‘I Think We’re Alone Now’ (2008)

31 Jan

Whilst a certain percentage of stalkers might not really come under the banner of ‘horror’, there are certainly a few that are more than a bit scary. Documentary I Think We’re Alone Now (2008) showcases two huge fans of the 1980s pop-star Tiffany, fifty year old Jeff Turner and thirty-eight year old Kelly McCormick, as they reveal just how much they love the singer.


There are elements of the picture that certainly come across as rather scary but the overwhelming feeling that you are left with is one of sincere sadness. Jeff Turner has aspergers syndrome, has never had a girlfriend and has clearly struggled to make friends or maintain few existing relationships long enough to really last. Yet Turner is convinced that spiritually him and Tiffany have some sort of pseudo relationship and that she loves him (her Playboy shot was a ‘silent gesture of her love for him’ because she is married according to Jeff…). Turner was once arrested for trying to give Tiffany chrysanthemums and a samurai sword and was ordered to stay away from her on another occasion for three years. He also uses a radionics machine to spiritually communicate with the singer.  As we walk around his house we see stacks of magazines and cuttings related to the redhead and Turner constantly refers to her as ‘his close friend’. The truth is he isn’t and its very easy to see why a seventeen year old Tiffany would have been scared shitless of him in the late 80s. Whilst it is very hard to completely empathise with a scenario that you really do not know anything about, it does seem that the media has sensationalized and labelled Turner as a stalker in somewhat of a derogatory way. Whilst he does seem very obsessive (and one can understand why you’d be a bit terrified if someone you didn’t know showed up out of nowhere to give you a sword whilst professing their love for you), he does come across as nothing more than a big softie – an honest fan that happens to know a lot. During the documentary itself we see the singer give him a lot of time, something the director Sean Donnelly feels Tiffany may have come to peace with the older she has become.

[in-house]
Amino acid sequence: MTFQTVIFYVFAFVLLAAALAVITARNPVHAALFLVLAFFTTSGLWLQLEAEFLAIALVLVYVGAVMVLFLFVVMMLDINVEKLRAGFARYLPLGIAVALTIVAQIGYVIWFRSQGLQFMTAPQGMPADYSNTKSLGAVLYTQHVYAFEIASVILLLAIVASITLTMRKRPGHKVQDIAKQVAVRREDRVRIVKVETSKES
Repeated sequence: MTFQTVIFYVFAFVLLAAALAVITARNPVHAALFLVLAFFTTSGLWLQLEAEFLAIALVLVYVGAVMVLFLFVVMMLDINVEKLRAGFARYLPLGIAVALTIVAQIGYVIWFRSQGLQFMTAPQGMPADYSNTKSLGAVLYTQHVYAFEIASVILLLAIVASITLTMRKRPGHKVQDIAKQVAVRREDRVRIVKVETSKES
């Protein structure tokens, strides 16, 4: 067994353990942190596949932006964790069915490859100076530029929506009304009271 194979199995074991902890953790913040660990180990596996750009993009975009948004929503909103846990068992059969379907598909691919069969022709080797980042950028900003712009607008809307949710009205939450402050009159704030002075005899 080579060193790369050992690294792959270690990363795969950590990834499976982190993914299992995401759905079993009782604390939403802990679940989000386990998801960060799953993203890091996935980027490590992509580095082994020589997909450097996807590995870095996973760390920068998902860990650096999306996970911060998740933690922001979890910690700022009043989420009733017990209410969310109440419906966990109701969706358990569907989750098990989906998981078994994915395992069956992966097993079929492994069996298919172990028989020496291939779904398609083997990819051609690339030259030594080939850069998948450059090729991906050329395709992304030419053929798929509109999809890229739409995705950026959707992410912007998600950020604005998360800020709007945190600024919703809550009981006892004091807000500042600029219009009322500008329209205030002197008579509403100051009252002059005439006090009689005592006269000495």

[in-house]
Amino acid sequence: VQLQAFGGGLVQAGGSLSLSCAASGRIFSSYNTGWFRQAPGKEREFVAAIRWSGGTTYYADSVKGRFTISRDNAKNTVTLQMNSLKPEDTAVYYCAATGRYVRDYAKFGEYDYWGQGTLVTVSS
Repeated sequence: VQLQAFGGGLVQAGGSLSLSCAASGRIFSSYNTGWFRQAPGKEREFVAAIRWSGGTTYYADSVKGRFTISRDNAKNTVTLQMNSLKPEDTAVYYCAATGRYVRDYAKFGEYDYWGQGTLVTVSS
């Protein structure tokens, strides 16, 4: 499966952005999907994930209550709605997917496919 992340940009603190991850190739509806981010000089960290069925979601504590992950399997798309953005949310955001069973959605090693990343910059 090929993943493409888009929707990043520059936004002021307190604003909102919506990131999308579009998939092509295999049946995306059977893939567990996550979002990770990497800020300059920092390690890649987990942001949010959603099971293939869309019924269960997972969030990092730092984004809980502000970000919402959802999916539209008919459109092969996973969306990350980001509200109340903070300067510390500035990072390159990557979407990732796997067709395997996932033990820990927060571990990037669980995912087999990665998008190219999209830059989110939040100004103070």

tiffany 2

Stalker number two, Kelly McCormick, is a different kettle of fish altogether. Someone who identifies herself as intersex (although would seem to be a woman trapped in a man’s body as opposed to having some form of hermaphrodism) and has clearly faced many difficulties in her life. McCormick isn’t just a fan, she is in love with Tiffany and believes they are destined to be together. What makes her all the more of an interesting case is that she is mentally and emotionally unstable (she refers to it as a form of Post Traumatic Stress Disorder, she was involved in an accident which left her in a coma and felt she was visited by Tiffany herself which led to her waking up) and far more psychosexually and emotionally involved with her Tiffany obsession than Turner. McCormick appears more than unhinged on a few occasions and I feel that this is where some claims of  exploitation of the director’s part arise from. Whilst one can understand why people might view it that way, I think Kelly’s behaviour, at times, speaks for itself and she probably doesn’t do herself any justice in her behaviour and beliefs. That said, one can’t help but feel like she shouldn’t be a part of a documentary with this sort of focus, rather seeking help or being helped in a more proactive way.

tiffany 3

Creepy feelings aside, I Think We’re Alone Now is a great portrait of just how much some people can really touch our lives and make a difference in way’s that they might not expect. Whilst serious stalkers are dangerous, it’s not hard to admire the fact both McCormick and Turner have stayed such loyal fans for so long in an industry that is incredibly fickle at times. Without fans, where would many people in this world really be….?

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